Before the invention of transistors and later "integrated circuits," an electrical circuit, consisting of vacuum tubes (also called "valves") and other components, was devised in the early 1940s to perform the function of an operational amplifier. With the invention of the transistor in 1947, replacing tubes as the active component in circuits, operational amplifiers became much smaller, ran cooler and required less power to work. Integrated circuits became the next generation of electronic components, where many transistors, capacitors, resistors and interconnecting wiring were placed in one small, convenient package. In 1961, the first integrated circuit (IC) op amps came on the market, with the low cost of only a few dollars.
Op amps, short for "operational amplifiers," are electronic circuits that have a wide variety of uses in electronic equipment. Today, op amps come in small packages about the size of a fingernail. One op amp can take the place of as many as 20 discrete electronic components. These convenient devices are used by electrical engineers as basic compact components in the design of a diverse array of electronic devices and appliances.
Operational Amplifiers Used In The 1940s
With the ability to perform addition and subtraction computations, operational amplifier circuits with vacuum tubes were used in early analog computers. During the war years in the 1940s, operational amplifiers were part of the design of the M9 artillery directory, which worked in conjunction with a radar system to improve the accuracy of shots.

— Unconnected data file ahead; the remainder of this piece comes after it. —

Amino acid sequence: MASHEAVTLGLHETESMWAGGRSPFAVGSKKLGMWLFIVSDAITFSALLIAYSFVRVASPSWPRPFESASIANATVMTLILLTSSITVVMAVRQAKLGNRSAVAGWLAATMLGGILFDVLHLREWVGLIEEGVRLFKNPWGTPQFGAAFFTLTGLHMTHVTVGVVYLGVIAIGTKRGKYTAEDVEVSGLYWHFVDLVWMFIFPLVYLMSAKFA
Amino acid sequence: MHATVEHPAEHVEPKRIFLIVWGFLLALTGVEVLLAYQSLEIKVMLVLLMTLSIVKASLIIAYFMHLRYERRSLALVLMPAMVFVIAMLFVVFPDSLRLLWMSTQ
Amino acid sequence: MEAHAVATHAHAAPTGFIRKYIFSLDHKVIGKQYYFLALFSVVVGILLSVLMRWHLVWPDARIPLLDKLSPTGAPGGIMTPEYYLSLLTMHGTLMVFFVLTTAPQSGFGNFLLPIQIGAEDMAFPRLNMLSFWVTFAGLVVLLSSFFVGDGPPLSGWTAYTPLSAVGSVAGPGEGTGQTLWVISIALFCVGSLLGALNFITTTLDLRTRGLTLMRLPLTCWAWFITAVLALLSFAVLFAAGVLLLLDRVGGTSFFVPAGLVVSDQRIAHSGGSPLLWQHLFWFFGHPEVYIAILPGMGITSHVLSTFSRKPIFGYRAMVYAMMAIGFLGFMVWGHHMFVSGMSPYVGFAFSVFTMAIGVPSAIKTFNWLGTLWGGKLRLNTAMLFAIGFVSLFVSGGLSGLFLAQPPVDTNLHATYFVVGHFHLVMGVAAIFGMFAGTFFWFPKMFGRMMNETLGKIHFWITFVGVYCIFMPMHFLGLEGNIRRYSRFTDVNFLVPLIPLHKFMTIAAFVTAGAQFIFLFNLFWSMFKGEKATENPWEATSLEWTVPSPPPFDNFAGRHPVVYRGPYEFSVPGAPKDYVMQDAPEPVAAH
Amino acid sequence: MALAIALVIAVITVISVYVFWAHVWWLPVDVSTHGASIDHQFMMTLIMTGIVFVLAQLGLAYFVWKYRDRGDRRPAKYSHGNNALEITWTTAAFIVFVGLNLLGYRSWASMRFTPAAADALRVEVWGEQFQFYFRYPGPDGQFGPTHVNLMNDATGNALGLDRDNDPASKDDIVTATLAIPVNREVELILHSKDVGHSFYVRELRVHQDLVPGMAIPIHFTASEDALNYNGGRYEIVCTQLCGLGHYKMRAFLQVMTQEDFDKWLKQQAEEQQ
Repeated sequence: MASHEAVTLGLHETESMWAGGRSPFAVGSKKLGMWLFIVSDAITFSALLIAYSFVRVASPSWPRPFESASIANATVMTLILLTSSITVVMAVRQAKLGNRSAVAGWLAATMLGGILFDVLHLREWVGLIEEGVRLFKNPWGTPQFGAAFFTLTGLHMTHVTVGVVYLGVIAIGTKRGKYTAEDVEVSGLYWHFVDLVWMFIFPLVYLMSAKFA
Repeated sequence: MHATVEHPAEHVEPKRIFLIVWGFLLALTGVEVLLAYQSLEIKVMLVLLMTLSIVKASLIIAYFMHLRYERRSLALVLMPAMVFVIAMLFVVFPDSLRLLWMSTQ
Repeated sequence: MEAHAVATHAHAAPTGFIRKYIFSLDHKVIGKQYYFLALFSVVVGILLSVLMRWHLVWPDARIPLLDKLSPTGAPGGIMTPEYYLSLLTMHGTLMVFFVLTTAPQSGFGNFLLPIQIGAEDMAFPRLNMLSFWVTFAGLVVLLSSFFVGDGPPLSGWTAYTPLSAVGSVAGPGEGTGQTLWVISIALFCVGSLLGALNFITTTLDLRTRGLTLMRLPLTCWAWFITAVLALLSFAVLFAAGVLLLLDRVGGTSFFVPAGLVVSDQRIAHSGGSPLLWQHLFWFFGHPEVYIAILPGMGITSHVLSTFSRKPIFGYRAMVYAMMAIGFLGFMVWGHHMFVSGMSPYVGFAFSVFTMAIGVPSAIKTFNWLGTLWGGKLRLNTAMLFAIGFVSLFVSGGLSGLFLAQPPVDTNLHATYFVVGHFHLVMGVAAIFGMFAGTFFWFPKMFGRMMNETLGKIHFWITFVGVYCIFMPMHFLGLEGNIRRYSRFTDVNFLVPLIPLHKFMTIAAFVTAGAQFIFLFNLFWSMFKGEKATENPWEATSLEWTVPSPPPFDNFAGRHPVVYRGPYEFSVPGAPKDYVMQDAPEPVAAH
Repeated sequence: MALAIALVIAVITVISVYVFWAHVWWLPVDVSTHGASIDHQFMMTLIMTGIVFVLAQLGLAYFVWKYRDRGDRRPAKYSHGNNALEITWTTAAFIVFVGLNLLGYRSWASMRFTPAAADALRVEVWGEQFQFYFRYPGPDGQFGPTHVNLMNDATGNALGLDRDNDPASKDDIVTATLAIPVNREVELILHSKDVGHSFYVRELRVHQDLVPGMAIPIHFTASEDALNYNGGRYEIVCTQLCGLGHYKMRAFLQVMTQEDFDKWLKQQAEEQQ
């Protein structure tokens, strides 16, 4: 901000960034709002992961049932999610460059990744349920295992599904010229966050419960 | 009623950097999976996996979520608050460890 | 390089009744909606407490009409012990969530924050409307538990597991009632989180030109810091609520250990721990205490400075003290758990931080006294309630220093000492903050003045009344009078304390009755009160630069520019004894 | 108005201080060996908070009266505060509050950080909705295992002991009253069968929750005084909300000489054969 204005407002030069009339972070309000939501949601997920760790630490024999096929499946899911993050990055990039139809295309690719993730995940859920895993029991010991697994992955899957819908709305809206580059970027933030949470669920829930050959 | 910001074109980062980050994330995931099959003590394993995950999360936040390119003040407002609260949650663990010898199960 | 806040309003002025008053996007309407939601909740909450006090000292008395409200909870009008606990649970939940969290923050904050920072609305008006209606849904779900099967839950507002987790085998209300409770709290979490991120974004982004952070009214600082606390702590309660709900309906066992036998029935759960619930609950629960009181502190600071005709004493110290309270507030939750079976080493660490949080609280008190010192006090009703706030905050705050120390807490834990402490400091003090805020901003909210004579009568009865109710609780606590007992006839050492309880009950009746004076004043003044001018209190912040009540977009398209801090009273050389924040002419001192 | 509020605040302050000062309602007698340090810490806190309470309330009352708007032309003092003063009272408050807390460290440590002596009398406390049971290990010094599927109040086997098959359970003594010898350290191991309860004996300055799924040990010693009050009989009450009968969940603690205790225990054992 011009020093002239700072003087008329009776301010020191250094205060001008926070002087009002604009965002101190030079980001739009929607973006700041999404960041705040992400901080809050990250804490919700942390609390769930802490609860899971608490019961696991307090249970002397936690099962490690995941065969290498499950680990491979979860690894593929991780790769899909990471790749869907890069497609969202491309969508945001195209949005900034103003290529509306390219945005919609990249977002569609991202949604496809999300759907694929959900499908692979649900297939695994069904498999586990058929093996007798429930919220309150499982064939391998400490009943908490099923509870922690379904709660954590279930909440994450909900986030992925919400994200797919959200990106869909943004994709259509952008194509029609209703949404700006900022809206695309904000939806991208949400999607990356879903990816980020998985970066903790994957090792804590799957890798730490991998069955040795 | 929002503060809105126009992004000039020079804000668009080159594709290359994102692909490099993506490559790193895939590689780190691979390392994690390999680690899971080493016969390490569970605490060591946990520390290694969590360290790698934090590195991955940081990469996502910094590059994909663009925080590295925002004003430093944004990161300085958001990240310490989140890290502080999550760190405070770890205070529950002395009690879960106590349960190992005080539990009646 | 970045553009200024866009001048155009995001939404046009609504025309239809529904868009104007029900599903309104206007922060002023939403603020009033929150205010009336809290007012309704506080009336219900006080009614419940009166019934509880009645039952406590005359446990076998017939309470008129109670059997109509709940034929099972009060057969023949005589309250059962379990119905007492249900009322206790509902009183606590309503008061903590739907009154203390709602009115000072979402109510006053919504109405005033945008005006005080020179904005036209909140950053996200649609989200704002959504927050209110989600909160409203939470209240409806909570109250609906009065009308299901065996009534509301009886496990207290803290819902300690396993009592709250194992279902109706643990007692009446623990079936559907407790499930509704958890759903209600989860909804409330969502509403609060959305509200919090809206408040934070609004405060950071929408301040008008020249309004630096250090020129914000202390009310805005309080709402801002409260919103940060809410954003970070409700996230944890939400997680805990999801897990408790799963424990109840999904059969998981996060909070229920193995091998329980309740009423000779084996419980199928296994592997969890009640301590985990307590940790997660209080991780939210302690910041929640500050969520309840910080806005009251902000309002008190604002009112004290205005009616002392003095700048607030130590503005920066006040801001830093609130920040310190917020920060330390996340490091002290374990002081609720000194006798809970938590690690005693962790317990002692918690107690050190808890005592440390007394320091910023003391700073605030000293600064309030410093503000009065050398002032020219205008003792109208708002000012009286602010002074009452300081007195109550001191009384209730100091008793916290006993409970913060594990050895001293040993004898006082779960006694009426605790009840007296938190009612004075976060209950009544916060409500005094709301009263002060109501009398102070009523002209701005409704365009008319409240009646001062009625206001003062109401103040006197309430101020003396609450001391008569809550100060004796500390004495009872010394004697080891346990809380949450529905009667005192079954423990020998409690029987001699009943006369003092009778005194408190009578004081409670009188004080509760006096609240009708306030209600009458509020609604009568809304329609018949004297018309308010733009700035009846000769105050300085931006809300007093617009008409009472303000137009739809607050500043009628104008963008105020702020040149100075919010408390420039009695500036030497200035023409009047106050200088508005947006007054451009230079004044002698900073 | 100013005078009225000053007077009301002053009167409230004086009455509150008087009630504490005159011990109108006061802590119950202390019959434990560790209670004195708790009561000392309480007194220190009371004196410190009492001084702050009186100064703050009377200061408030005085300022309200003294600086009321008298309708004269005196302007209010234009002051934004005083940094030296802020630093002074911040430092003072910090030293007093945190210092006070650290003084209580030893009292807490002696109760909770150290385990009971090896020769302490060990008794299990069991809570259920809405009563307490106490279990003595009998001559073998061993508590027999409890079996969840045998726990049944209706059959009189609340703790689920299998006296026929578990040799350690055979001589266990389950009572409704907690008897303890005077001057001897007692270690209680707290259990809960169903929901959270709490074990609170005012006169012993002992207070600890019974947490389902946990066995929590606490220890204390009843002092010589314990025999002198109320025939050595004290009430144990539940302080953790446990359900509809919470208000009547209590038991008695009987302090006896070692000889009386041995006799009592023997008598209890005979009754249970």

General Uses Today
It's difficult to find a piece of electronic gear today that doesn't utilize an op amp somewhere in its circuitry. Op amps are used in audio products, from mixing boards to "boom boxes" and high quality home stereo systems. Guitar "stompbox" effects foot pedals use op amps for various audio signal processing. A new generation of op amps finds them being used in precision instruments, communication devices and medical equipment.
As for design engineers, op amps are used to perform many internal functions as part of an appliance or piece of equipment. In power supplies they are used to provide a steady voltage output under fluctuating load conditions. Their high input impedance makes them desirable for use in electrical and laboratory test equipment. Circuits that require inductors have always had the disadvantage of requiring components made up of large coils of wire. Coils are bulky and susceptible to picking up other electromagnetic noise from associated circuitry. Op amp circuits can be created to simulate inductors, avoiding these problems. When used to perform filtering tasks, op amps can be used in EQ (equalization) applications for audio processing and as noise filters to remove hum and hiss from remote audio lines. Analog-to-digital converters (and the reverse), oscillators, waveform generators, buffers, peak detectors, differential amplifiers and other functions use op amps for consumer and industrial applications.